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The chariest 8 maid is prodigal enough,
Oph. I shall the effect of this good lesson keep,
O fear me not, I stay too long ;-But here
A double blessing is a double grace;
Pol. Yet here, Laertes! aboard, aboard, for shame;
[Laying his Hand on LAERTES' Head. And these few precepts in thy memory Look thou character. Give thy thoughts no tongue, Nor any unproportion'd thought his act. 8 Most cautious. 9 Careless. * Regards not his own lessons,
Be thou familiar, but by no means vulgar.
Laer. Most humbly do I take my leave, my lord.
'Tis in my memory lock'd, And you yourself shall keep the key of it. Laer. Farewell.
3 Palm of the hand. 4 Opinion. 5 Noble. Chiefly. 7 Economy.
8 Infix. 9 Wait.
Pol. What is't, Ophelia, he hath said to you?
If it be so, (as so 'tis put on me,
Oph. He hath, my lord, of late, made many tenders Of his affection to me.
Pol. Affection ? puh! you speak like a green girl, Unsifted' in such perilous circumstance. Do you
believe his tenders, as you call them ? Oph. I do not know, my lord, what I should think.
Pol. Marry, I'll teach you: think yourself a baby ; That you have ta'en these tenders for true pay, Which are not sterling. Tender yourself more dearly; Or (not to crack the wind of the poor phrase, Wronging it thus,) you'll tender me a fool.
Oph. My lord, he hath importun'd me with love, In honourable fashion.2
Pol. Ay, fashion you may call it; go to, go to. Oph. And hath given countenance to his speech,
With almost all the holy vows of heaven.
Pol. Ay, springes to catch woodcocks. I do know,
When the blood burns, how prodigal the soul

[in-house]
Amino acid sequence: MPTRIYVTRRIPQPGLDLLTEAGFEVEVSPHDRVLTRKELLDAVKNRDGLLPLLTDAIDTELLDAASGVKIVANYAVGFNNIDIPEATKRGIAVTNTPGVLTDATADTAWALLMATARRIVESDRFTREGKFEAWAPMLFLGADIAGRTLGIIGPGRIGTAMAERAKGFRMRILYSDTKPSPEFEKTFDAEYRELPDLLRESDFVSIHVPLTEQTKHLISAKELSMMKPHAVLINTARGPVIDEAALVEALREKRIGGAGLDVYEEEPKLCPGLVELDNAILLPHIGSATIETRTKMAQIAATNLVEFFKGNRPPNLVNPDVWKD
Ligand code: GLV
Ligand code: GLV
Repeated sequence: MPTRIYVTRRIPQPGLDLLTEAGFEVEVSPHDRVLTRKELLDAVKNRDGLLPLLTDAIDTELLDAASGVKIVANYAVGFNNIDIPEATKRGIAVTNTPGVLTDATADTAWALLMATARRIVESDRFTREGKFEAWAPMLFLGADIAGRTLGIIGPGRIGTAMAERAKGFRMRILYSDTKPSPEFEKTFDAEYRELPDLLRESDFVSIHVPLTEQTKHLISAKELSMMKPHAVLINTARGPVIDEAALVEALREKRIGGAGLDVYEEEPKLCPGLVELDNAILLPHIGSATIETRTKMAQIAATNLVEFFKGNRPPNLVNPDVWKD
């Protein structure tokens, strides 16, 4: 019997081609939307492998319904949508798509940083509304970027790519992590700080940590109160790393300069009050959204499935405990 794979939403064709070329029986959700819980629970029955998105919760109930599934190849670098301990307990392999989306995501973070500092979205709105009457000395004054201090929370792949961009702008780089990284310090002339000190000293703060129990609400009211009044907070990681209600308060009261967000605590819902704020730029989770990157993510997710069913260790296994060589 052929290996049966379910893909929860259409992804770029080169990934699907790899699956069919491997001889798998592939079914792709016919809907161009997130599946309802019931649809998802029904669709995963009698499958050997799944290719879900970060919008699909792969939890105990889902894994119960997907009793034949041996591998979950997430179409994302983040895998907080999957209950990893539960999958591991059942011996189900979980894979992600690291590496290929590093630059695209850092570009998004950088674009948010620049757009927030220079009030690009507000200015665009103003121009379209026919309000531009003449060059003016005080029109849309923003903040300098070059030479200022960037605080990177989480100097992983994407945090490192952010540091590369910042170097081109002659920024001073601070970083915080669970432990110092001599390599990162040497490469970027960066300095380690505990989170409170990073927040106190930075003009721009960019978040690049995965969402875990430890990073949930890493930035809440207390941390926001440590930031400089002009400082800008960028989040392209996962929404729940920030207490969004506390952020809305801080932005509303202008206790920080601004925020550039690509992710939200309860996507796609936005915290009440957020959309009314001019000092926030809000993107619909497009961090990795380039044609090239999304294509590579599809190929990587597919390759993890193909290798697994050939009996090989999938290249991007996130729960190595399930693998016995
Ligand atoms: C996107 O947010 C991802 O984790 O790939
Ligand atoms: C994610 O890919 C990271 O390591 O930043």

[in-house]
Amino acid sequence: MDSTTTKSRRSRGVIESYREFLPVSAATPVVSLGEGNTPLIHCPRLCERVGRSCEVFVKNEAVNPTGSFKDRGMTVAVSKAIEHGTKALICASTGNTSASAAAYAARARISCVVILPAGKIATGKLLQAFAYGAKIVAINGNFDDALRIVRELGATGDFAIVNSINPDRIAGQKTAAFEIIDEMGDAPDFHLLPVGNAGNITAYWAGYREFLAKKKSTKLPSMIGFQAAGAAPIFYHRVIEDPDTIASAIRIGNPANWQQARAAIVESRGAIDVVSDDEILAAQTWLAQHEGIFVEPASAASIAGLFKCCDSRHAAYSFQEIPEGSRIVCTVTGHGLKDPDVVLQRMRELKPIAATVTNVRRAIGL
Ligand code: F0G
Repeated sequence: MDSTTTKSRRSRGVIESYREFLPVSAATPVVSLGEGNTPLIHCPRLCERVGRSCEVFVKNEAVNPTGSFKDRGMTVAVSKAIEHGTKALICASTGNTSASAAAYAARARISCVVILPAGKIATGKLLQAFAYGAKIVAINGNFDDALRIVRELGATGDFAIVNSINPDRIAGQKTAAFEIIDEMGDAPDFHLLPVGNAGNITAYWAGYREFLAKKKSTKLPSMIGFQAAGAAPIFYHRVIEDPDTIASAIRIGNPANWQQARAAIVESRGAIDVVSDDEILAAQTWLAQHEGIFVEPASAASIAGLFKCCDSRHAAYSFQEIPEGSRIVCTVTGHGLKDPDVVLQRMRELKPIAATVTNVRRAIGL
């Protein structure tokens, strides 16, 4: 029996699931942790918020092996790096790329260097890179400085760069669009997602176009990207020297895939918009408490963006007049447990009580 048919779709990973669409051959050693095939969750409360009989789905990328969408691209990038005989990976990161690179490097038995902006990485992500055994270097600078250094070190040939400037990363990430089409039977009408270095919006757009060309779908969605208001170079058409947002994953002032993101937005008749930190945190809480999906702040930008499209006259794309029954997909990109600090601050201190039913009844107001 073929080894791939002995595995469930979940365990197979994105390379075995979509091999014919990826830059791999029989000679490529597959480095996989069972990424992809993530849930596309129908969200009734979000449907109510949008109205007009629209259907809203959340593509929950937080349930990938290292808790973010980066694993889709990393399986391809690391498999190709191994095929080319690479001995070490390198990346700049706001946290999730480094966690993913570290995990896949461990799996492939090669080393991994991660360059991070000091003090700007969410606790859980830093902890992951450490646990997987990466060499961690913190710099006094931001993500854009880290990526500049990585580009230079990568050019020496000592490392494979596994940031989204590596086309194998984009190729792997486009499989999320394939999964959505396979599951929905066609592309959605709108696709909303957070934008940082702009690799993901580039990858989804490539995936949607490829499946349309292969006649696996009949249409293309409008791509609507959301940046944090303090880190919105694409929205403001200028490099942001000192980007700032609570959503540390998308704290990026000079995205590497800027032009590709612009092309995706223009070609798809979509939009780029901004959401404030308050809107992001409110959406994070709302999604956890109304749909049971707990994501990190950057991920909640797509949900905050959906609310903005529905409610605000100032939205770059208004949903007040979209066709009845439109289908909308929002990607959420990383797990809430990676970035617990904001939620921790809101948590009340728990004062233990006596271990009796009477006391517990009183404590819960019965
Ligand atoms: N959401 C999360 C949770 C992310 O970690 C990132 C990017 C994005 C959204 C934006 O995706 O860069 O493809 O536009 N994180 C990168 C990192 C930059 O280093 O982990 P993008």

presence; Set your
entreatments 3 at a higher rate,
Enter HAMLET, HORATIO, and MARCELLUS. Ham. The air bites shrewdly; it is very cold.
3 Company. 4 Longer line ; a horse fastened by a string to a stake, is
Hor. It is a nipping and an eager 7 air.
I think, it lacks of twelve.
the season, Wherein the spirit held is wont to walk. [A Flourish of Trumpets, and Ordnance shot off,
within. What does this mean, my lord ? Ham. The king doth wake to-night, and takes his
rouse, 8 Keeps wassel, and the swaggering up-spring' reels; And, as he drains his draughts of Rhenish down, The kettle-drum and trumpet thus bray out The triumph of his pledge. Hor.
Is it a custom ? Ham. Ay, marry, is't: But to my mind,—though I am native here, And to the manner born,-it is a custom More honour'd in the breach, than the observance. This heavy-headed revel, east and west, Makes us traduc'd, and tax'd of other nations : They clepe us, drunkards, and with swinish phrase Soil our addition; and, indeed it takes From our achievements, though perform'd at height, The pith and marrow of our attribute. So, oft it chances in particular men, That, for some vicious mole of nature in them, As, in their birth, (wherein they are not guilty, Since nature cannot choose his origin,)
7 Sharp. 8 Jovial draught, 9 Jollity, ' A dance.